Life is expensive and all of us try to save money when we can. On a good day, we’re able to save a lot of money on the things we need by using online platforms such as Amazon or eBay.
Saving a dollar or two on milk or Kleenex is like hitting a home run for many people. Can you imagine how a PI feels when they save hundreds or thousands of dollars on lab equipment? PIs are just like us non-science folk. They want to save money too, which makes them no strangers to
eBay, Amazon or some obscure website from New Zealand.
It’s not rare for a PI to land a bargain on lasers or chemicals, but this behavior may present serious safety hazards. On this edition of the Big Bang, I decided to explore how to be safe when bargain shopping for lab equipment. I reached out to Cris Milligan, assistant vice president for UH’s Division of Research, on this issue because she oversees the UH Office of Research Core Facilities and she’s super smart.
“I support PIs and their desire to save money, especially when grant money is tight,” said Milligan. “Researchers want to spend their money hiring staff on something else directly related to the project, but there’s a proper way to purchase refurbished equipment.”
The Safety Hazards of Frugality
Not only is there a potential safety hazard when an item is purchased from “company mystery land,” but the item’s physical specifications aren’t verified, which causes problems, too. “There was a faculty member who purchased a very large piece of equipment at an auction. The equipment came and nobody knew it was coming,” said Milligan. “We found out the equipment required a substantial heat load and in order for the equipment to work, buildings needed modifications. Turns out, the university was not able to accommodate the equipment and now it sits in a warehouse … state owned junk pretty much.”
When it comes to safety, purchasing chemicals or powerful lasers from an unauthorized vendor is very dangerous and the money “saved” is definitely not worth the risk. “Lasers, for example, can be modified. PIs modify lasers all the time,” said Milligan. “If a researcher purchased a laser from a random source, they don’t exactly know what they’re getting, which is dangerous because you could potentially expose someone to high levels of radiation.”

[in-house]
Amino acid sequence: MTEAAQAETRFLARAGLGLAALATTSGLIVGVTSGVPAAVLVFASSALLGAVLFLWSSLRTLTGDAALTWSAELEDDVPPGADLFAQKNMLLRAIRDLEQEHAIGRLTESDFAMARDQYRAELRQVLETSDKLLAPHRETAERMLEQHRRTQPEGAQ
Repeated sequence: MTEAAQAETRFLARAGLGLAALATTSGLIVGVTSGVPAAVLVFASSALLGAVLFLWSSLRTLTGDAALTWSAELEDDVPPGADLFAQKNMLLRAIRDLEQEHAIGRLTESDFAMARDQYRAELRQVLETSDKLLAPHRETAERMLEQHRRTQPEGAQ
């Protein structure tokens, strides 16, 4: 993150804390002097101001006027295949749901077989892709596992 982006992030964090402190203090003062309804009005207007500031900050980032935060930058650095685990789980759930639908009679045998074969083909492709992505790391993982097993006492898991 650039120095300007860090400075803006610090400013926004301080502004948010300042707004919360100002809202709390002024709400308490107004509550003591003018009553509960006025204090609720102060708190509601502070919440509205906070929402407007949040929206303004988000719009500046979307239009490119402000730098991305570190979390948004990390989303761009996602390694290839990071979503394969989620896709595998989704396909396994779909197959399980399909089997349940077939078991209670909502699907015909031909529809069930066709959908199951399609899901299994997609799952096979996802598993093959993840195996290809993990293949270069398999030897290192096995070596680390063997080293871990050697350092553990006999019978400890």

Savings Over Science? Never!
Another unfortunate side effect of being too frugal is the risk of compromising the integrity of a research project. “I’ve seen a PI scrimp and buy a used refrigerator,” said Milligan. “Because the PI wanted to save a few dollars, they ended up purchasing a faulty refrigerator that ruined their research samples.”
It’s terrifying to imagine a PI’s life work destroyed because they purchased a $400 used refrigerator instead of a $900 new one.
Tips For Tight Budgets
So what is a researcher to do when funds are tight and equipment needs are substantial? Cris offered a few tips for frugal PIs:
1. Look for equipment with a warranty or from a certified vendor
Never purchase equipment or materials from an unknown, uncertified vendor. You don’t know where it came from or whether it’s safe to use. As a result, you could avoid major setbacks in your lab.
2. Procurement is your friend
The Office of Procurement is here to help. They will help guide you through the process of purchasing refurbished equipment. More importantly, the Office of Procurement can provide a list of authorized vendors to use.
3. Property Management and Facilities are your friend too
Once you select a refurbished item, it’s wise to work with Property Management and Facilities to ensure the infrastructure of the lab is suitable for the equipment. If everyone works as a team and there is a plan in place early, labs can be modified or updated to welcome your new item.
4. Determine the overall benefit
Analyze the benefit of purchasing a particular piece of used equipment. Will you truly save money if you constantly repair the item? Is your research project at risk?
Overall, safety is number one and no amount of money saved is worth the health and safety of a PI and their students. There is nothing wrong with purchasing used/refurbished equipment; however, it’s best to work with your organization to ensure the equipment meets certain standards. As a result, everyone will be safer in your lab, your equipment will function properly and research projects can move forward.
Well, that’s it for this edition of the Big Bang. Until next time…Be well and stay safe!